So, rumours about an Asda IPO are true. Addressing 1,200 staff at its Leeds HQ, CEO Roger Burnley urged staff to forget about plan A or plan B and focus on the day job. Trouble is, Walmart International CEO Judith McKenna let the plan B cat out the bag, admitting it was “seriously considering” a separate listing for Asda once again.
It’s a tantalising prospect. A partial sale would still give Asda access to Walmart’s buying power, and tech expertise, whilst raising a tidy sum for Walmart to invest in other projects. The annual dividend would be lower, but so would the risk.
Walmart is no stranger to such an arrangement. Walmart Mexico is on the Mexican Stock Exchange. An IPO would also free Asda up to pursue its own strategy, as Walmart Mexico has, developing multiple fascias and successfully expanding into Central America. And perhaps this arrangement would stop Walmart from pinching Asda’s best talent.
Even if the prospect of Tony de Nunzio running Asda again via a KKR bid has got tongues wagging, an IPO surely has to be a better option than a PE deal. As well as needing access to Walmart’s buying power, private equity would target an exit. An IPO cuts to the chase - and Walmart pockets the difference.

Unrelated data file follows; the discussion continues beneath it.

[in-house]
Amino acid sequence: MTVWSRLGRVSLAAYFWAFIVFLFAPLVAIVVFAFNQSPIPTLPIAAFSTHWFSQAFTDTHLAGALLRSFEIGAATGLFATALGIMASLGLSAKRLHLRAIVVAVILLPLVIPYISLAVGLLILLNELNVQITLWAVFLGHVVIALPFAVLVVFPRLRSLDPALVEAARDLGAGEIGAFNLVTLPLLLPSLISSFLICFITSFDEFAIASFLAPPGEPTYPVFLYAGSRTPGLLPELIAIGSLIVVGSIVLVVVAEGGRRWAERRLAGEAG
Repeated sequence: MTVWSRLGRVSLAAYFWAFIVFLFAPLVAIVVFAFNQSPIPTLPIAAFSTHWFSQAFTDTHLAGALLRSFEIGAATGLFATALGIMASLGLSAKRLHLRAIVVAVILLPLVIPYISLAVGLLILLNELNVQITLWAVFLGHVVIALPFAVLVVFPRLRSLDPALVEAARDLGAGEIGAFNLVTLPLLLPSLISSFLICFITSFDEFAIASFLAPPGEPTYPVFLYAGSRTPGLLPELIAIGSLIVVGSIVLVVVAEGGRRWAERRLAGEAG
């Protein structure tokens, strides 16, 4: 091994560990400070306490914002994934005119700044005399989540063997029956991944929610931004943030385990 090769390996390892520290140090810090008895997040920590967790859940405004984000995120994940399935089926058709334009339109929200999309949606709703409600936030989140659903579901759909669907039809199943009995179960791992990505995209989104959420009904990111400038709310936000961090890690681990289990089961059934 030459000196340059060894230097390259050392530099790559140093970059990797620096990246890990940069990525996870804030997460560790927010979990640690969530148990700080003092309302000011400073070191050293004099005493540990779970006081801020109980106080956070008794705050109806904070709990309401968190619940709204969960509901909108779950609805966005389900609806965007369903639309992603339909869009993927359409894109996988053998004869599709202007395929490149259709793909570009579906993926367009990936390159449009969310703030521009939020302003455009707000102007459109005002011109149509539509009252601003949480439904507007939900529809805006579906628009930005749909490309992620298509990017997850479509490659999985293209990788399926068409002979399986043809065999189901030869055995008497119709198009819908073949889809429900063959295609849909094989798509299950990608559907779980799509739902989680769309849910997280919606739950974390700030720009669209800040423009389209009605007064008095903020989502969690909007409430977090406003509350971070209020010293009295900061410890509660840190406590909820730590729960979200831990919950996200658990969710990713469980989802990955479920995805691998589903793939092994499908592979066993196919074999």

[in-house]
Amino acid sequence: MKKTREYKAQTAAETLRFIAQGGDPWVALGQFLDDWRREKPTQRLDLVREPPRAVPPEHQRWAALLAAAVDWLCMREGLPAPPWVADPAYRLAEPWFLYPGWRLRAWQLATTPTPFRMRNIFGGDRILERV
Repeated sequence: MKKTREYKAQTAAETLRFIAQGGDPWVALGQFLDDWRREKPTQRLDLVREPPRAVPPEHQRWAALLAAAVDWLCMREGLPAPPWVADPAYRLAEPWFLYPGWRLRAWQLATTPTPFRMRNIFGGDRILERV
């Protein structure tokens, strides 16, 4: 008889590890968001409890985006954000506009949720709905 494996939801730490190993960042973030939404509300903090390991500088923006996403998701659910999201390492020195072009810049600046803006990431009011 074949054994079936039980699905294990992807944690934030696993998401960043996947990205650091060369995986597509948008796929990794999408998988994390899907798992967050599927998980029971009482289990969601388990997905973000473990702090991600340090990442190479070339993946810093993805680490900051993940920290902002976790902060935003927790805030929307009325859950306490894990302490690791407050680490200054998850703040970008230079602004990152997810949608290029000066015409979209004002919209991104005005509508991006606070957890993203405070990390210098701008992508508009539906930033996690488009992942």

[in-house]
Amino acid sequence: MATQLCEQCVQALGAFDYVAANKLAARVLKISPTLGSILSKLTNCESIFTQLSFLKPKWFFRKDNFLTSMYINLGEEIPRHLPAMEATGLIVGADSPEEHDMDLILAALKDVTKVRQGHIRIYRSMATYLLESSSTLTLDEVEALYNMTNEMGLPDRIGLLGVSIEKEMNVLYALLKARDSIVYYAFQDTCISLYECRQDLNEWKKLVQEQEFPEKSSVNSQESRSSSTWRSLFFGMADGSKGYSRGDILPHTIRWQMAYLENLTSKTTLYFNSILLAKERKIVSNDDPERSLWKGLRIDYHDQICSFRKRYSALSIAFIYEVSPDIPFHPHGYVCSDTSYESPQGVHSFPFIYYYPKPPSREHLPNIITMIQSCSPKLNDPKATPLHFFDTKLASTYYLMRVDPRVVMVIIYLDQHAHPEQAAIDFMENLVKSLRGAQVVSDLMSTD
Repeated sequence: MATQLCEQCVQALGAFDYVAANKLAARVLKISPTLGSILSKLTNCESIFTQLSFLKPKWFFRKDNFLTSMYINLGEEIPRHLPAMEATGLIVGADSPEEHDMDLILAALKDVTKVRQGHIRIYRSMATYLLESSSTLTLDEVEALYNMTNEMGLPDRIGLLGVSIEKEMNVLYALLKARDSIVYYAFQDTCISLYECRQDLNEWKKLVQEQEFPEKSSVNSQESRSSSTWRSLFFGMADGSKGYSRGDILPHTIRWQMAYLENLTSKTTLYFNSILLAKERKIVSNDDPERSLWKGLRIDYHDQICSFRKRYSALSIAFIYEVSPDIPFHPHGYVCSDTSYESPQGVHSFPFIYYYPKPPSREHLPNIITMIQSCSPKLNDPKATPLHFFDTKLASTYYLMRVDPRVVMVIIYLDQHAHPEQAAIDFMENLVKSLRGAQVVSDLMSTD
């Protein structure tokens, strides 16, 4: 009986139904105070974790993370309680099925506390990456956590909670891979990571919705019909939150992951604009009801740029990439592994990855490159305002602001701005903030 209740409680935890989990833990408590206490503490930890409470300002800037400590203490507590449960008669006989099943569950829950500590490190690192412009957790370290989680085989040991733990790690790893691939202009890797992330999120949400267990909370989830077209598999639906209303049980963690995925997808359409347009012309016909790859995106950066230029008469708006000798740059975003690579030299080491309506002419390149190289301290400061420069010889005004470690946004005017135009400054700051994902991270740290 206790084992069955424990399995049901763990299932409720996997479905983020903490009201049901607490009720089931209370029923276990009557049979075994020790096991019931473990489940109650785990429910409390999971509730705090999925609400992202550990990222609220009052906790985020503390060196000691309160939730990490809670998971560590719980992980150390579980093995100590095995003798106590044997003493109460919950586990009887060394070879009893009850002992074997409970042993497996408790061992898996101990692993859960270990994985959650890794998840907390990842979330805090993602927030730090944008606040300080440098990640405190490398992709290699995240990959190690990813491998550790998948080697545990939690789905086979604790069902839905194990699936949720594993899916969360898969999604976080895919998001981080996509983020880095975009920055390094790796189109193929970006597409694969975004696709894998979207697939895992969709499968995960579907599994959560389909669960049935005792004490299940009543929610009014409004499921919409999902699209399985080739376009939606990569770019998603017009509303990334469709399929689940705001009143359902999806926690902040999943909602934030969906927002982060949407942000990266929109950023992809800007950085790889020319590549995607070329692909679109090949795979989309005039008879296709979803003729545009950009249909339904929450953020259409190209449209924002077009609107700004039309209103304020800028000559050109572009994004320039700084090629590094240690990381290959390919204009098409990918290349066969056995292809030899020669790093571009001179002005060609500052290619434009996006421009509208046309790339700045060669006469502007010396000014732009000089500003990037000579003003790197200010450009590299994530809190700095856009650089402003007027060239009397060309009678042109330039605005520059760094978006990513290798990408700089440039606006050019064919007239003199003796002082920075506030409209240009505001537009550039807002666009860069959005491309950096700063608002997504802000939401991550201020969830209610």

The other option is a trade deal, but it would be a very big stretch for B&M, the only viable UK player, to do a deal in reverse. And in terms of international buyers, no one seems to be in the market for a £22bn-sales UK supermarket these days, except possibly Amazon, and Walmart would surely not accept a bid from them. Besides, it’s not a great fit for Amazon. Current form suggests Amazon’s interest in physical stores is either upmarket chains (Whole Foods) or convenience stores in city centre locations.
Of course there are still huge question marks over a successful float. Quite apart from the timing issue (McKenna said it would take “years”), how much appetite will investors have given the uncertainty around legacy bricks & mortar retailers? How would it grow when Aldi and Lidl have stolen its crown? Burnley urged staff to “think big, start small, learn and scale fast”. But there’s nothing quite like an IPO to win hearts and minds. To list Asda once again on the UK Stock Exchange would have a very galvanizing effect and generate a lot of pride among Asda colleagues and store management teams - in a way that the Sainsbury’s merger could never have done.